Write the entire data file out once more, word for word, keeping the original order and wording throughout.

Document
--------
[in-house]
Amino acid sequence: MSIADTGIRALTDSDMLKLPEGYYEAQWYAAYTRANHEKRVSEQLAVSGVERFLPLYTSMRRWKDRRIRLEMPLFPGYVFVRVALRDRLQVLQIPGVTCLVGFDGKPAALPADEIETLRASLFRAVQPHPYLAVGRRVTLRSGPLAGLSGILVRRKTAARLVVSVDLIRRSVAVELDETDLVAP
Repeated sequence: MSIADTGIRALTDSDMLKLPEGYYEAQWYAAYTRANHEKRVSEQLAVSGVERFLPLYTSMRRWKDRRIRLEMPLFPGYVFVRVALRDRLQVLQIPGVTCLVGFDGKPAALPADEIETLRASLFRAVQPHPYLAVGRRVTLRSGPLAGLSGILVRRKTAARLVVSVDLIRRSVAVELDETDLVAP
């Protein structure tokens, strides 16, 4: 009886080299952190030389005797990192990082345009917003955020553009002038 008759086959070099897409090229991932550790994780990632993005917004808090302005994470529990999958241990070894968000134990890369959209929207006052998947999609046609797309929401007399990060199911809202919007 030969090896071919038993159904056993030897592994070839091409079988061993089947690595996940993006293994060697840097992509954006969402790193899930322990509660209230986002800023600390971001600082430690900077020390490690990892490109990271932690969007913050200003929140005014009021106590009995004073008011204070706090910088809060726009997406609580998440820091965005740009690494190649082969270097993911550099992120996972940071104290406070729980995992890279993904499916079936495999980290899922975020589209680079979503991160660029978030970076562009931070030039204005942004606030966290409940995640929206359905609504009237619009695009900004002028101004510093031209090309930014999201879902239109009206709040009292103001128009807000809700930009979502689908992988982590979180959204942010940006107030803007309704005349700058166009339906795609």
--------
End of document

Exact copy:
[in-house]
Amino acid sequence: MSIADTGIRALTDSDMLKLPEGYYEAQWYAAYTRANHEKRVSEQLAVSGVERFLPLYTSMRRWKDRRIRLEMPLFPGYVFVRVALRDRLQVLQIPGVTCLVGFDGKPAALPADEIETLRASLFRAVQPHPYLAVGRRVTLRSGPLAGLSGILVRRKTAARLVVSVDLIRRSVAVELDETDLVAP
Repeated sequence: MSIADTGIRALTDSDMLKLPEGYYEAQWYAAYTRANHEKRVSEQLAVSGVERFLPLYTSMRRWKDRRIRLEMPLFPGYVFVRVALRDRLQVLQIPGVTCLVGFDGKPAALPADEIETLRASLFRAVQPHPYLAVGRRVTLRSGPLAGLSGILVRRKTAARLVVSVDLIRRSVAVELDETDLVAP
């Protein structure tokens, strides 16, 4: 009886080299952190030389005797990192990082345009917003955020553009002038 008759086959070099897409090229991932550790994780990632993005917004808090302005994470529990999958241990070894968000134990890369959209929207006052998947999609046609797309929401007399990060199911809202919007 030969090896071919038993159904056993030897592994070839091409079988061993089947690595996940993006293994060697840097992509954006969402790193899930322990509660209230986002800023600390971001600082430690900077020390490690990892490109990271932690969007913050200003929140005014009021106590009995004073008011204070706090910088809060726009997406609580998440820091965005740009690494190649082969270097993911550099992120996972940071104290406070729980995992890279993904499916079936495999980290899922975020589209680079979503991160660029978030970076562009931070030039204005942004606030966290409940995640929206359905609504009237619009695009900004002028101004510093031209090309930014999201879902239109009206709040009292103001128009807000809700930009979502689908992988982590979180959204942010940006107030803007309704005349700058166009339906795609």